Background Glucocorticoids (GCs) are the most potent anti-inflammatory drugs used for treatment of asthma and other chronic inflammatory or autoimmune diseases. Up to 20% of asthmatics are refractory to GC therapy and are referred to as steroid resistant (SR). SR asthmatics are characterized by increased airway inflammation that cannot be inhibited by GS treatment. Given the variable responses to corticosteroid therapy in asthmatics, alternative therapeutics are needed for personalized treatment of asthma.
Endotoxin or lipopolysaccharide (LPS) exposure, a component of the outer membrane of Gram-negative bacteria, has recently been identified as an important factor that alters cellular response to CS. It has also been implicated in asthma exacerbation.
Intracellular signaling mediated by LPS/TLR4 involves binding of a series of adaptor molecules, and leads to sequential kinase phosphorylation, such as the mitogen and stress activated protein kinase 1 (MSK1) and the transforming growth factor beta associated kinase-1 (TAK-1).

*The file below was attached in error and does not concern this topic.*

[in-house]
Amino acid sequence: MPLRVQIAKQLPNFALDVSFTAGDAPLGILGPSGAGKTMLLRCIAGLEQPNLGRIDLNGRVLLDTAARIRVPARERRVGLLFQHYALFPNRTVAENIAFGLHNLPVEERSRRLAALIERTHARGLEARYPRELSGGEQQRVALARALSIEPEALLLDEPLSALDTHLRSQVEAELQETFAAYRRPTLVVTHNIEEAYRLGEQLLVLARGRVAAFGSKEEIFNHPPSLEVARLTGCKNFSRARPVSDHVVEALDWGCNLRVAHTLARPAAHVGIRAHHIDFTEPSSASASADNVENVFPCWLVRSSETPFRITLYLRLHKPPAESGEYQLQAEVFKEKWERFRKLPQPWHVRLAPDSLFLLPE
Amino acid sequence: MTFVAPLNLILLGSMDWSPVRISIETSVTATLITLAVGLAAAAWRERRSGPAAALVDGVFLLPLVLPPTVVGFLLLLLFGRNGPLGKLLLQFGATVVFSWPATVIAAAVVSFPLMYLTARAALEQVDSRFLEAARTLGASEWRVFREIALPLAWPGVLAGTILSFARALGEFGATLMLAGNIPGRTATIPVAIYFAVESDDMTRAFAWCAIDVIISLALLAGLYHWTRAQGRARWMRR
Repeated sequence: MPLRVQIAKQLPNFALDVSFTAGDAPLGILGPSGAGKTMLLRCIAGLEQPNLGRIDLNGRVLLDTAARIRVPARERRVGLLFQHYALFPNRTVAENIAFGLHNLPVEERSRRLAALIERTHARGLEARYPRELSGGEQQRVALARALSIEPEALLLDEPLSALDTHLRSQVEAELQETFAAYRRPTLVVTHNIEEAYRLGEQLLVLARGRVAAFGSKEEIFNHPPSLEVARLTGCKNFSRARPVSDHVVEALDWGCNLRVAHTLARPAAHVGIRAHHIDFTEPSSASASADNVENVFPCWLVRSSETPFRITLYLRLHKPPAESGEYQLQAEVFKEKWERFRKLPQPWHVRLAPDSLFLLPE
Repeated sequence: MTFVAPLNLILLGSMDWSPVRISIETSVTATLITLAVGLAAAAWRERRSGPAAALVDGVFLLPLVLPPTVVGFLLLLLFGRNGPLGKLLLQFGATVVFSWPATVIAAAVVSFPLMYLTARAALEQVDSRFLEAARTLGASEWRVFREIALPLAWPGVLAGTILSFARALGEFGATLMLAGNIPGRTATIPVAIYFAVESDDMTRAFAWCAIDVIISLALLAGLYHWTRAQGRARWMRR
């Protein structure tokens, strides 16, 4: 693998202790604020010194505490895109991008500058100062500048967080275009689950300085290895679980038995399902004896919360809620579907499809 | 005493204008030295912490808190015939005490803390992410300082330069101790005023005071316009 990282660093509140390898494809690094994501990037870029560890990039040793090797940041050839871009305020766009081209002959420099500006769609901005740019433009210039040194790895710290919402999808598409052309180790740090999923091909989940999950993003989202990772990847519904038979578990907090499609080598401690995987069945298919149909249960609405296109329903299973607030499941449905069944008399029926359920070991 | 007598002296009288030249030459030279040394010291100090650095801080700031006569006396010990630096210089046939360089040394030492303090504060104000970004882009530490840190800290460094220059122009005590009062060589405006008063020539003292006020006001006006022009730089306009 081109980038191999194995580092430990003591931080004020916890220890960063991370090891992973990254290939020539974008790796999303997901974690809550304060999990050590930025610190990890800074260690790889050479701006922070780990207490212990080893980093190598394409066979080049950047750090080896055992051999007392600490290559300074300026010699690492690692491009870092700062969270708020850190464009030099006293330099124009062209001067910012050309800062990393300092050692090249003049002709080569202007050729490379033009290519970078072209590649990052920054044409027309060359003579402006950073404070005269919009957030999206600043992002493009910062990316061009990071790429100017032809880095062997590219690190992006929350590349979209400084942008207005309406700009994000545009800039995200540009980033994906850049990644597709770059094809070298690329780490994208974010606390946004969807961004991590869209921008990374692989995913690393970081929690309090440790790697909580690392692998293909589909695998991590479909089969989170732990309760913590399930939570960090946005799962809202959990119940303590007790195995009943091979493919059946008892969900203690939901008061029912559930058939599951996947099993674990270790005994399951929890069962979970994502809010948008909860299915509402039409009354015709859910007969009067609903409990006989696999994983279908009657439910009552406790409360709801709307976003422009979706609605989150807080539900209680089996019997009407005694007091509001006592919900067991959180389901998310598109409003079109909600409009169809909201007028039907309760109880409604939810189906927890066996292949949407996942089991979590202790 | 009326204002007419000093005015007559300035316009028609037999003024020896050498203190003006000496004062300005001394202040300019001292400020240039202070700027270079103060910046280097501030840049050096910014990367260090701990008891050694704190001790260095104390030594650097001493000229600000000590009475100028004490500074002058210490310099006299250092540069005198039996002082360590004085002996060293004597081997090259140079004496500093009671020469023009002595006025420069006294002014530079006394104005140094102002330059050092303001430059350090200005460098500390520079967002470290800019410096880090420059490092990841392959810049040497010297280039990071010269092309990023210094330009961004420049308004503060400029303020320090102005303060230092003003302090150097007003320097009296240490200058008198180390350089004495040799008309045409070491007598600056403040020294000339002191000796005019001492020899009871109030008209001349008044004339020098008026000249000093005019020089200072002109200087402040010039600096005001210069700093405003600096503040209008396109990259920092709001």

Technology Dr. Leung’s and Dr. Goleva’s laboratory identified novel biomarkers associated with asthma resistance to GC. Their lab was able to show in patient samples that elevated levels of phosphorylated MSK1 and/or phosphorylated TAK-1 correlates with resistance to corticosteroid treatment.
They also showed in an in-vitro model that treatment with a TAK-1 inhibitor was able to reverse the steroid resistance.
Potential Applications Diagnostics: detection levels of phosphorylated TAK-1 and/or phosphorylated MSK-1 in patient blood samples as an indication of corticosteroid resistance.
Treatment: use of TAK-1 and/or MSK-1 inhibitors to reverse steroid resistance in patients with an inflammatory disease.
State of Development Additional patient samples are being tested to further validate the correlation of these two biomarkers with steroid resistance.
Publications Goleva et al. Am J Resp Cr Care Med. 2013 Nov 15;188 (10):1193-201. - PMID: 24024497
Licensing Status This technology is available for licensing.
For Further Information, Contact: Emmanuel Hilaire, PhD Director Technology Transfer Office National Jewish Health 1400 Jackson St., Room M206b Denver, CO 80206 Voice: 303.398.1262 Fax: 303.270.2352 HilaireE@njhealth.org